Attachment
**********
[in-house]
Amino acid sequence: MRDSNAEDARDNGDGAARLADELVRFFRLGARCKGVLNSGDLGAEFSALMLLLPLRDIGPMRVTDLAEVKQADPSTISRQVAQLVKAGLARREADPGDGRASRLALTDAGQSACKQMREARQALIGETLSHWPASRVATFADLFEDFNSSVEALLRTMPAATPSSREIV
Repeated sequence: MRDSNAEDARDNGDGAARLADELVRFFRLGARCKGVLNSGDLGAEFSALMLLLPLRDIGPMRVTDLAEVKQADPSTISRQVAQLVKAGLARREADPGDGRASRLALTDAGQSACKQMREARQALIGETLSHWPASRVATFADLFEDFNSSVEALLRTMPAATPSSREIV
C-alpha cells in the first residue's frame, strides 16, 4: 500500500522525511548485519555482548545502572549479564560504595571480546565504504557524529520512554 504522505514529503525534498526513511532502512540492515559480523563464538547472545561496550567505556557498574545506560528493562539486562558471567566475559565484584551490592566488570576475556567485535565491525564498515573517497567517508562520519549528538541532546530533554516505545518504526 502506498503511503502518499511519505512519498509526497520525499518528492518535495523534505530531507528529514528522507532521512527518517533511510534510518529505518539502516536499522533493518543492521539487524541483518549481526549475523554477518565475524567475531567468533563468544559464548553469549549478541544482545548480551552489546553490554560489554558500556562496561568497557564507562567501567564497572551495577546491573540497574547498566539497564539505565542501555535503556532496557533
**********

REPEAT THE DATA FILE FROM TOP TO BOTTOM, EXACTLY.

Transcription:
[in-house]
Amino acid sequence: MRDSNAEDARDNGDGAARLADELVRFFRLGARCKGVLNSGDLGAEFSALMLLLPLRDIGPMRVTDLAEVKQADPSTISRQVAQLVKAGLARREADPGDGRASRLALTDAGQSACKQMREARQALIGETLSHWPASRVATFADLFEDFNSSVEALLRTMPAATPSSREIV
Repeated sequence: MRDSNAEDARDNGDGAARLADELVRFFRLGARCKGVLNSGDLGAEFSALMLLLPLRDIGPMRVTDLAEVKQADPSTISRQVAQLVKAGLARREADPGDGRASRLALTDAGQSACKQMREARQALIGETLSHWPASRVATFADLFEDFNSSVEALLRTMPAATPSSREIV
C-alpha cells in the first residue's frame, strides 16, 4: 500500500522525511548485519555482548545502572549479564560504595571480546565504504557524529520512554 504522505514529503525534498526513511532502512540492515559480523563464538547472545561496550567505556557498574545506560528493562539486562558471567566475559565484584551490592566488570576475556567485535565491525564498515573517497567517508562520519549528538541532546530533554516505545518504526 502506498503511503502518499511519505512519498509526497520525499518528492518535495523534505530531507528529514528522507532521512527518517533511510534510518529505518539502516536499522533493518543492521539487524541483518549481526549475523554477518565475524567475531567468533563468544559464548553469549549478541544482545548480551552489546553490554560489554558500556562496561568497557564507562567501567564497572551495577546491573540497574547498566539497564539505565542501555535503556532496557533